Per the autopsy report and both criminal complaints, Mr. Chauvin did not intend to kill Floyd. The case will turn on what his intent was with his kneeling Floyd’s neck in the last two-three minutes. Was Floyd already sufficiently subdued; was the kneeling necessary? If he was culpably negligent in kneeling on Floyd and that negligence caused Floyd’s death, he may be guilty of involuntary manslaughter. If not, Floyd’s death may have been an accident.

The case is now even more now complicated by the charging as aiders and abettors, also by public demand, of the other three officers, the only witnesses who were there for the whole incident. In light of those charges, none can be compelled to testify in the Chauvin trial. There remains, however, the possibility—or necessity—that the prosecution will offer some or all of them pleas to lesser offenses in exchange for their testimonies.

Atlanta: “Murder”

Seventeen days after Floyd’s death, Atlanta police officer Garrett Rolfe shot and killed Ray Shard Brooks on June 12. The public demands concerning and reaction to the incident has been the same as that to Floyd’s death. Brooks, a man with an extensive criminal history including violence, had passed out while his car was in the drive-thru lane of a Wendy’s restaurant.[7] After conducting standard tests for field sobriety, Mr. Rolfe and Officer Devin Brosnan told Brooks that he was unfit to drive and tried to arrest him. A forty-minute video of the encounter shows that the two officers were professional, polite, and even deferential to Brooks.[8] Punching Mr. Rolfe, Brooks fought their attempt to handcuff him and then out-wrestled and overpowered both officers. Brooks grabbed Officer Brosnan’s taser, pointed it at officers, and ran away. Mr. Rolfe fired his laser, hitting Brooks, as Brooks was fleeing. As he ran, Brooks turned and fired the taser he had taken from Mr. Brosnan, a deadly weapon under Georgia’s law, at Mr. Rolfe who responded by shooting Brooks three time with his handgun. Mr. Brosnan came forward and put his foot on Brooks to make sure that he was subdued.

Similar to Mr. Chauvin’s case, the main charge against Mr. Rolfe is with felony murder based on the underlying charge that he committed an aggravated assault on Brooks. Mr. Brosnan is charged with aggravated assault. Both are charged with the novel and abstract “violation of oath of office,” which is a criminal law in Georgia. Ga. Code 16-10-1. It is safe to conclude that such a criminal charge, which is rarely filed for any criminal purpose, has almost never been filed concerning a street incident involving a police officer. “Oaths of office” statutes occur at every level of government, and apply, like in Georgia, to “any public officer,” not just police officers. They are usually reserved for white-collar matters like treason or profiting from public office.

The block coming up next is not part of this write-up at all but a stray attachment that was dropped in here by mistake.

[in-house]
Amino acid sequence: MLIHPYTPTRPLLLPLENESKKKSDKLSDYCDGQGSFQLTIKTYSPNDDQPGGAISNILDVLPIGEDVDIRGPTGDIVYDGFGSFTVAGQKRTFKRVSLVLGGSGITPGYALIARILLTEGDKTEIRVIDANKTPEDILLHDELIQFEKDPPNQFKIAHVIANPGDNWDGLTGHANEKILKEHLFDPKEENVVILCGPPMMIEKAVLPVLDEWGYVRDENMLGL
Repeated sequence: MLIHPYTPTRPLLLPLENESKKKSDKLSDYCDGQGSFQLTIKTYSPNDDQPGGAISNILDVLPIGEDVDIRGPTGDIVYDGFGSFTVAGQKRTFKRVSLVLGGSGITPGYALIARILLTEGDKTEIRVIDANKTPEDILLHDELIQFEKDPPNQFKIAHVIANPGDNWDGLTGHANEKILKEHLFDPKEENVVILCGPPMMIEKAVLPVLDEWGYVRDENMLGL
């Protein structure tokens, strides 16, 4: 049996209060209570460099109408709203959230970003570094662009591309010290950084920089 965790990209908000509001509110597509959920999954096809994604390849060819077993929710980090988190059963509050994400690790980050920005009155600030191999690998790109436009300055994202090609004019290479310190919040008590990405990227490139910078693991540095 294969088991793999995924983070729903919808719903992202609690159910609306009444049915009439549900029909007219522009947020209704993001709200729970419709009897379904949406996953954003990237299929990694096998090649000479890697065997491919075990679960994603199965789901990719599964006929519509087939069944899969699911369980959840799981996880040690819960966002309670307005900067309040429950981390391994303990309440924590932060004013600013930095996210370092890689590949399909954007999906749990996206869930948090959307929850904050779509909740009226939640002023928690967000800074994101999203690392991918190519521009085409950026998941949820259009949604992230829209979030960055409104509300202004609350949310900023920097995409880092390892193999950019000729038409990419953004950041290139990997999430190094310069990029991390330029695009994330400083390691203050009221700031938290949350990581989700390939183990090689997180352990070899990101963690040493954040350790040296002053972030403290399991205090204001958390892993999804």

In retaliation for Brooks’ death, the next day the Wendy’s was burned down, and among the arsonists was Brooks’ girlfriend, who has been charged. Violent and armed demonstrators have occupied the site ever since, as well as in other parts of the city. In an attempt to have the case considered in an appropriate manner, the Atlanta Police Department, on the same day, June 12, as Brooks’ death, referred Mr. Rolfe’s case to the Georgia Bureau of Investigation (GBI). On June 14, the national NAACP said that Brooks’ death was a consequence of “systemic racism.” On June 15, Atlanta mayor Keisha Bottoms called Brooks killing “murder.” On June 17, five days after the incident, Paul Howard, the Fulton County (Atlanta) district attorney went ahead and filed charges against both Messrs. Rolfe and Brosnan. The affidavit for the arrest warrant was filed in court by Mr. Howard’s own investigator, not by an Atlanta police officer. Later that same day, the GBI responded that it had been continuing its investigation of the incident and had not been “consulted” or informed of District Attorney Howard’s decision to file charges.

Felony murder and due process

In response to political and media insistence, both Messrs. Chauvin and Rolfe have been charged with felony murder, which is defined as an unintentional killing as the result of the intentional commission of another serious felony, in both cases, a felony assault. Such an employment of the “felony murder rule,” is uncommon, if not novel. The usual and best example of felony murder is death by arson: Someone intended to burn down a building but did not know that a person who died in the blaze was in the building (distinguished from an intentional killing by means of arson, which is defined as first-degree murder).